The president of Brazil, Jair Bolsonaro, blamed Bitcoin for canceling an indigenous cryptocurrency project, despite not knowing what it is. And now he’s considering a South American ‘Euro.’
Cryptocurrency To Bank Brazil’s Unbanked
The 45 million Brazilian Real ($11.5 million) project planned to introduce a cryptocurrency for use by the indigenous population, who remain largely unbanked has been suspended by the government. The cause? Criticism from Bolsonaro shortly after taking office.
Bolsonaro is well known for his racist attitude towards indigenous Brazilians, even going so far as to advocate genocide. Short of that, he has promised to roll back protection of their lands, having said:
The Indians do not speak our language, they do not have money, they do not have culture. They are native peoples. How did they manage to get 13% of the national territory?
Obviously, giving indigenous peoples money in the form of cryptocurrency is not as attractive an option to Bolsonaro as simply stealing their land because they have no money.
Teach The Indian To Use… I’m Sorry. What’s Bitcoin?
When questioned on the project’s cancellation during a TV interview this week, Bolsonaro supported the move. His reasoning being that the project “wanted to teach the Indian how to use bitcoin”. When questioned on what exactly this mysterious bitcoin, of which indigenous peoples must have no knowledge, was, he replied:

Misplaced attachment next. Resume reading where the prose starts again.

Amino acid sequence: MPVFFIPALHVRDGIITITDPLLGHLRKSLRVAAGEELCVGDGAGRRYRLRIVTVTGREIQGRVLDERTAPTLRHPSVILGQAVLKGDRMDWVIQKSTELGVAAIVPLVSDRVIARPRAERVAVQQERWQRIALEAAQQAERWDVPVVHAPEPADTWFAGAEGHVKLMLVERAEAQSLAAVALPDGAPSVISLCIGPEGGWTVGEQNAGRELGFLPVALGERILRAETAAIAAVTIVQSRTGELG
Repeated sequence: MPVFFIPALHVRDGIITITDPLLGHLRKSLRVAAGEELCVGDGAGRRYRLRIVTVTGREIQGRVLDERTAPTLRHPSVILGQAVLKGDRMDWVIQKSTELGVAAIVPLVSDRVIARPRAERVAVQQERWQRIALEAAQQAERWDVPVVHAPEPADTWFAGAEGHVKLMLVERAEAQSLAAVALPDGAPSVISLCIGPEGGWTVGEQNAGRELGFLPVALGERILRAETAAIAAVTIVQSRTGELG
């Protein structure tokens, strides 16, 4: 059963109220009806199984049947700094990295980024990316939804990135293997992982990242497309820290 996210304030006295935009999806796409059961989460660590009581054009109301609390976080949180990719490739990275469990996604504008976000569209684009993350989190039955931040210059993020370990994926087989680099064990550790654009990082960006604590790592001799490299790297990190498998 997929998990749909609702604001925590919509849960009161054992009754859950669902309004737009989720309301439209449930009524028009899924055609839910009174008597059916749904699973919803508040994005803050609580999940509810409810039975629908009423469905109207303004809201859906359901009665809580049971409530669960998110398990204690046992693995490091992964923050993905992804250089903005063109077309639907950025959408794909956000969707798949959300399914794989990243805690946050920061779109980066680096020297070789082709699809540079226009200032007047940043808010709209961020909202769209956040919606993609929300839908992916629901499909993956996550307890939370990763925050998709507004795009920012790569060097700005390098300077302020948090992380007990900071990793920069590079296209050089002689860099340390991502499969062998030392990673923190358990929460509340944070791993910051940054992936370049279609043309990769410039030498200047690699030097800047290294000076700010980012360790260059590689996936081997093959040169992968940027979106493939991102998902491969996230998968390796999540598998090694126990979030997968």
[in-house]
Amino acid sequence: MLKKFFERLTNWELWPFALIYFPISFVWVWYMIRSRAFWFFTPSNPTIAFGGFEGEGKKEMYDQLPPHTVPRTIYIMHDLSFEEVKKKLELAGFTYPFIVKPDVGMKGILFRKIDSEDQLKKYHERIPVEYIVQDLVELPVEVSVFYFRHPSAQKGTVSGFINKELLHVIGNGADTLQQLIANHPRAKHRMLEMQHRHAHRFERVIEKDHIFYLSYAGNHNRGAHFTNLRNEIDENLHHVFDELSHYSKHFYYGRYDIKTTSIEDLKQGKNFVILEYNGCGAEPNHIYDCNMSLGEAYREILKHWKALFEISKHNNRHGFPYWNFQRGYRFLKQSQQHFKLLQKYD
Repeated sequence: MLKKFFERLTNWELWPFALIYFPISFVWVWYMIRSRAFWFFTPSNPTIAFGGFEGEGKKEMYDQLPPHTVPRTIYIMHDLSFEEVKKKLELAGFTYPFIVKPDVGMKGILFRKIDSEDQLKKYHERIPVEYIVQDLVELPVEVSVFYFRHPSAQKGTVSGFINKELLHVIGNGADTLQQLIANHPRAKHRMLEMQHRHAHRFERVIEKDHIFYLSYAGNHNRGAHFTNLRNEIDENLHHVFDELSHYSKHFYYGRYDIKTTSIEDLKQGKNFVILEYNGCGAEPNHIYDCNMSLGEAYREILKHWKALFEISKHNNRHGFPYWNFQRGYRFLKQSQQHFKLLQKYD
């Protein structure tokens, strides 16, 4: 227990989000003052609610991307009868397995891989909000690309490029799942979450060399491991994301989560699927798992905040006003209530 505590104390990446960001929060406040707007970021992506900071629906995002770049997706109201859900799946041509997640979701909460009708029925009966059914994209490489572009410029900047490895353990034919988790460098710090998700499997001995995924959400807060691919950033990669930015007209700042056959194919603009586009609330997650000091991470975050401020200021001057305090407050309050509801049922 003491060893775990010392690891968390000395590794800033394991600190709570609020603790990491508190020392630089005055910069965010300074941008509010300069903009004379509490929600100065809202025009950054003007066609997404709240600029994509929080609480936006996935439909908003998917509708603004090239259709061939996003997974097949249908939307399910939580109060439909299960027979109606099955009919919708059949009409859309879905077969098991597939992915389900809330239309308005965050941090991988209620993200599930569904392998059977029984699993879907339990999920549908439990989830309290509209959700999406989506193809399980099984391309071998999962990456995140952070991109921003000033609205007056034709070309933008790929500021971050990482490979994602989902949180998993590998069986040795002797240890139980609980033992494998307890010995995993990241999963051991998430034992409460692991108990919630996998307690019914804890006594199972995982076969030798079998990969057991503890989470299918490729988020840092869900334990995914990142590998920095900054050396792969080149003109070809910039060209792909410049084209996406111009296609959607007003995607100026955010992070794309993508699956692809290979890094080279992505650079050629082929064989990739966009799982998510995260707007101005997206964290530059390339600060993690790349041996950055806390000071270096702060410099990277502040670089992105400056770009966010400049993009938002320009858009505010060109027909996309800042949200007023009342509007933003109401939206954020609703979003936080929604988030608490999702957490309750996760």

I do not know what bitcoin is.
After the interview was finished, and he had been briefed by an advisor, Bolsonaro amended his statement. “Bitcoin is a virtual currency,” he triumphantly declared.
What is it with politicians and this narrative? They don’t fully understand Bitcoin. But still fear that it can undermine the state monopoly over money. For various reasons, we have seen the U.S., India (allegedly), and now Brazil spin this rhetoric of Bitcoin as a force for evil.
However, A South American ‘Eurozone’…
Further evidence of Bolsonaro’s ignorance of not just crypto, but economics in general, come from reports he is considering a single currency for the continent of South America. The initial consideration is looking at a joint currency with Argentina, with other South American countries to join at a later date.
If the Euro project seems like a success from all the way across the Atlantic, it is because some of the most advanced democracies and economies in the world are tirelessly propping it up. If Portugal, Italy, Ireland, and Spain (we won’t mention Greece) struggled, even with the support of France and Germany, who is going to bailout…
You know, there is already a single currency in use across South America… Bitcoin. And Brazilians are buying in like never before, no doubt as a hedge against Bolsonaro’s monetary policies.